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Some state legislators don’t know why they’re being painted with the broad brush of corruption by the Moreland Commission. We know why. It is because of the history of self-serving laws, anti-democratic rules, election trickery, bribery, kickbacks, tax evasion and embezzlement. And that’s the short list.

Albany has built a well-earned reputation of politicians using their offices for their own enrichment and that of their friends and family. The public has lost trust in the people, or as the governor referred, the “collective” who have been elected to office.

And it’s not just that. It’s also that lawmakers have created and sustained a system that is meant to insulate them from the influence of voters. The question isn’t why so many people distrust state legislators, it’s why legislators can’t figure out that they have caused this problem.

Instead of reacting defensively, lawmakers should embrace the report and work to make wholesale changes in a system that is steeped in a tradition of pervasive corruption, whether through political gerrymandering or outright crimes. Even honest lawmakers – and we know they are there – need to understand that they have sought election to an institution that has forfeited the respect of millions of New Yorkers – and for good reason.

Much of the work could begin with a comprehensive ethics overhaul, including enforcement of the state campaign finance and ethics laws.

The Moreland Commission to Investigate Public Corruption was charged by Gov. Andrew M. Cuomo back in July to probe systemic public corruption and the appearance of such in state government, political campaigns and elections in New York State. It is the continuation of Cuomo’s priority when he was state attorney general.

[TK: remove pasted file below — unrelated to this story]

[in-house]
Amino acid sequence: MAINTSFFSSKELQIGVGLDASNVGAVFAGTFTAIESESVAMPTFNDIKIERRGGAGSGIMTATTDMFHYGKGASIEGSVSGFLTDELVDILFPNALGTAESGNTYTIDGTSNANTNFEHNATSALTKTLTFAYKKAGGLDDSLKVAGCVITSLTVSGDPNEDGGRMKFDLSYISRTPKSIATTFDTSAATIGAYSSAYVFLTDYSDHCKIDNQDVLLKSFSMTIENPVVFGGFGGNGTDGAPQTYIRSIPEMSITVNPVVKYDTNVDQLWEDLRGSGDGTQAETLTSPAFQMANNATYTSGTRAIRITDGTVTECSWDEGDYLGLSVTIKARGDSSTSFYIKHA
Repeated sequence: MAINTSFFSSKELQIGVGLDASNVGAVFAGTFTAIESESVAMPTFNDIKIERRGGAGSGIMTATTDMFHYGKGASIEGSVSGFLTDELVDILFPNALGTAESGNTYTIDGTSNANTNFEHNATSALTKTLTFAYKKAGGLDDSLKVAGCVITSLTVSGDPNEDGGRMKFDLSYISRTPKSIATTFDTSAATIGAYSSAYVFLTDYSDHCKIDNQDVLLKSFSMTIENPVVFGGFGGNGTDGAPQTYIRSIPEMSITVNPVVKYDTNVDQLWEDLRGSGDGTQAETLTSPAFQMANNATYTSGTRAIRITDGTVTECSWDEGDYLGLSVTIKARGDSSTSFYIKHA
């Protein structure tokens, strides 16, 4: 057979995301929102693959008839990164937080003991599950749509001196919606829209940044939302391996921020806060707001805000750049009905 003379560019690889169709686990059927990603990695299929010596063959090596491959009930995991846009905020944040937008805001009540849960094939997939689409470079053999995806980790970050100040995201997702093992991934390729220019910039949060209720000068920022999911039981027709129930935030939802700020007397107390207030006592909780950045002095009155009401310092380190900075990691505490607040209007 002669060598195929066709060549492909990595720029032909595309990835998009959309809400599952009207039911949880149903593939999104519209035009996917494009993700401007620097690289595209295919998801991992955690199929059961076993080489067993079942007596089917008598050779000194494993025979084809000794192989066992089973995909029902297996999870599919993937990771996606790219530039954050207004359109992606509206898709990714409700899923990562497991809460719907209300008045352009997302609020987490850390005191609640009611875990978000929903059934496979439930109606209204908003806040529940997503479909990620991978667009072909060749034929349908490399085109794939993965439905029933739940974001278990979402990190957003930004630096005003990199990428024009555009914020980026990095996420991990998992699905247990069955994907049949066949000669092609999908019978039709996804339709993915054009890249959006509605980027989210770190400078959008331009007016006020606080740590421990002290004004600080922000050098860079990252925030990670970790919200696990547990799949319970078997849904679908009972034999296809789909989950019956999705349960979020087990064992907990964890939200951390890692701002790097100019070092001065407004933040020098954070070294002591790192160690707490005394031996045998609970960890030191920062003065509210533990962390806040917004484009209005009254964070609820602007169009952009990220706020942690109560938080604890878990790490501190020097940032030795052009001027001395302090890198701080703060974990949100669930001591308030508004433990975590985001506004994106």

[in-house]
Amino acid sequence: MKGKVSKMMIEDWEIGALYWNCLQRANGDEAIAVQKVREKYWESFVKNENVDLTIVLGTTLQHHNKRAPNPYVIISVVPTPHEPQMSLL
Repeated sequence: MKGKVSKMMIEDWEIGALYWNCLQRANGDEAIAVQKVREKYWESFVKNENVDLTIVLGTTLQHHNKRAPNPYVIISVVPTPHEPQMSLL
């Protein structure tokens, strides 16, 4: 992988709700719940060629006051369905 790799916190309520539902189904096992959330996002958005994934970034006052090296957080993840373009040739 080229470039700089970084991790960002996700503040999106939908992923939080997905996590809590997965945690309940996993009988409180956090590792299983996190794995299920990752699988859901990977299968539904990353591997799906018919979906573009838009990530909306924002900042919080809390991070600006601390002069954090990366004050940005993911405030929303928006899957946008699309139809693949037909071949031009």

The commission’s ongoing investigations have reviewed millions of documents, issued subpoenas, interviewed dozens of witnesses and held open hearings with testimony from the public, law enforcement professionals and good government representatives. Sadly, it did not reveal anything that would entirely shock a public that has grown accustomed to watching a who’s who of politicians regularly get escorted into police cars.

As the report indicated, there are clear relationships between cash and legislative actions, gaps in campaign and outside income disclosure requirements, ineffective enforcement of the state’s election law, and deficiencies in the state penal law addressing public corruption. Therefore, the commission has recommended, and outside groups have supported, the need for public financing of campaigns.

Just as the New York Public Interest Research Group contends, the effort to establish a voluntary system of public financing of elections in New York is a critical component to change in Albany’s pay-to-play culture. The creation of an independent and aggressive regulator of the use of tax dollars would be necessary. Without meaningful oversight, none of the proposed changes will work.

The investigation revealed that the State Board of Elections lacks the structural independence, resources and will to enforce campaign finance laws. What the commission found in the “bipartisan” structure is a bipartisan agreement to do nothing or, as one former enforcement counsel said, to “do the basement.” The commission has recommended the creation of an independent election law enforcement agency. It’s worth supporting.

The problems uncovered by the commission must be addressed and its recommendations supported. The governor should use all of his institutional powers and the natural pressure of an election season in 2014 to force the campaign finance and ethics changes that are desperately needed to turn around Albany’s political culture.